You are a developer in a new Salesforce project. Or you are a CIO that is curious about the journey that your organization is about to take on Salesforce platform with more rollouts planned after your marketing/sales teams went live. Even if one Apex class is used, let us call it a coding project. You may use for simple purposes to achieve skill-based-routing in Einstein bots deployed to Salesforce omnichannel. More complex code is written if you are going for full customization work involving daily batch jobs or custom application user interface development in Visualforce, Aura Lightning or Lightning web components.
Most implementation projects done are agile. A developer does not always get a fresh new project to work on. So, the steps below assume that a developer is given a user story to work on an ongoing project.
Following are the six steps you can follow.
STEP 1: Understand the story
1. Read acceptance criteria: if your stories do not call out acceptance criteria clearly, speak with your product owner or scrum master.
2. Think from end user perspective: think of the benefits the user will get from the feature that is to be developed in the story.
3. See if everything makes sense: see if the story connects with other stories in the Epic and the whole epic makes sense after all.
4. Complete the story by asking the right questions: not all stories ask these questions explicitly. Have a checklist and ask these questions:
- Which all profiles can have access to this feature (if it is something that end user can access)?
- Will they all access the same way?
- What are the performance requirements for this feature?
5. Understand the features/epics dependent on this user story and the features/epics that feed into this user story
6. What are the new/complex technology areas used in this user story?
STEP 2: Understand existing code base
1. Understand the relevant entity relationships (i.e., ER diagram)
2. Understand all the access points for this epic and this story specifically: Sales/service cloud, Community portal, Marketing cloud, Batch job, etc.
3. Is there something built already? If yes, understand purposes of those existing components and their working. How are they composed together in the backend? What are the Lightning components, Apex classes, triggers, validation rules, Process builders, etc. working behind the scenes?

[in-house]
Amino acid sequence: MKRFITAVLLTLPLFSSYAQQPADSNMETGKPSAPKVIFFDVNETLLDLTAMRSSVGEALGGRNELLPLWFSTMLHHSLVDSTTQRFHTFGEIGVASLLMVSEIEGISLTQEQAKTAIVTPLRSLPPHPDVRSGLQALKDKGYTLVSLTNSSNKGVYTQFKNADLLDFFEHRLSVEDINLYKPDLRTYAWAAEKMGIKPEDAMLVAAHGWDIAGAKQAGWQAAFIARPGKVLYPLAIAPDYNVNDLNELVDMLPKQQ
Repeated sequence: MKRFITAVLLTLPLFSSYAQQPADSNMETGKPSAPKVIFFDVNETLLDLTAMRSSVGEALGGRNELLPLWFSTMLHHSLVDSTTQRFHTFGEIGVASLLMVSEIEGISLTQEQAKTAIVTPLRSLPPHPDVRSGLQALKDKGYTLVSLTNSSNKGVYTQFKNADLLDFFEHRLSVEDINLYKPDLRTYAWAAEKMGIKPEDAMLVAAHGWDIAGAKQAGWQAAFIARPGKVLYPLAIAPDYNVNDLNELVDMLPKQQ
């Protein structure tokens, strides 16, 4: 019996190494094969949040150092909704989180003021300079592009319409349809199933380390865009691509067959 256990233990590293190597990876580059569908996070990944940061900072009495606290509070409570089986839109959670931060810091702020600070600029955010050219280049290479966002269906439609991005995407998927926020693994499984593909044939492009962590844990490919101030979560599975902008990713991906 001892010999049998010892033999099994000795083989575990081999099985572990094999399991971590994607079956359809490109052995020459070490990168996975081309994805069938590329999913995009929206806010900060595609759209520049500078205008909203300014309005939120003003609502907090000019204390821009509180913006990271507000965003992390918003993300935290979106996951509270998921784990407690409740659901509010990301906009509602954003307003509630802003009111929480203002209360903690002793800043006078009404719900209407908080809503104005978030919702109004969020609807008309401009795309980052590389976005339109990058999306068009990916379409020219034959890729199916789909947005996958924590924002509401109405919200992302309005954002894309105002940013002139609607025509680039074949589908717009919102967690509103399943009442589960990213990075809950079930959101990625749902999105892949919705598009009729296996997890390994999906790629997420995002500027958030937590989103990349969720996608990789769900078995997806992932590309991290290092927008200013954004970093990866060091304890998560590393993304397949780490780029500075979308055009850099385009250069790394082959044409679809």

STEP 3: Plan how you want to build
1. Will you have new Lightning components? Then provide an outline for their need and how the class behind will support
2. Are you planning any object changes? Any other metadata changes?
3. If there are changes to be made to existing Lightning component and existing Apex code, detail what changes are planned.
STEP 4: Create Development Subtasks
Let us take an assume it is some UI-initiated functionality. Now, how can we go about creating the subtasks?
2. Have Estimates and target time to complete each of the internal action listed above
For each of the UI-only actions
For each of the UI+backend actions:
- Write down what Apex has to provide. Mention if new methods are needed in Apex or if changes are expected in logic of existing methods or if any signature change expected in existing methods.
3. Let us look at an example: On Load of screen, we need to show a custom filter that includes a picklist and two date input text boxes with a Go / Reset button (see screenshot below). Every time the user runs a query, we save the query information in some custom object; if user clicks Reset, we clear out this information. Imagine that this section is added to an existing custom Lightning component that displays all data in a Lightning datatable pertaining to this entity.
Subtasks & Estimated
4. Remember to do unit testing along with every step
5. You will need Apex Unit tests to be written for any new Apex code written as well. If you are using LWC components, you need Jest unit test as well
STEP 5: Speak with your team before you build
1. Speak with your Lead about your design and plan
2. Speak with your Business Analyst / Quality Analyst to see if they have any other scenarios in mind.
STEP 6: Complete development
1. As you complete development, remember to note the meta data changed for this story. Depending on the process your organization uses, you will document it suitably in JIRA or other places so that your Lead can pick up your work for review.
2. Update design document and API document that you would have to reflect the changes that you just made.
Salesforce likes to tell all greenfield customers that Salesforce is a platform that you can achieve a lot without coding. It is true. Apart from the ability to customize Salesforce implementations, Salesforce does exist as a development platform that can be used to build any kind of application. You know it already if you are a Lightning web component developer customizing Salesforce platform. In the above article, you can see how you can approach a new custom development story in Salesforce and complete it to the satisfaction of all the stakeholders.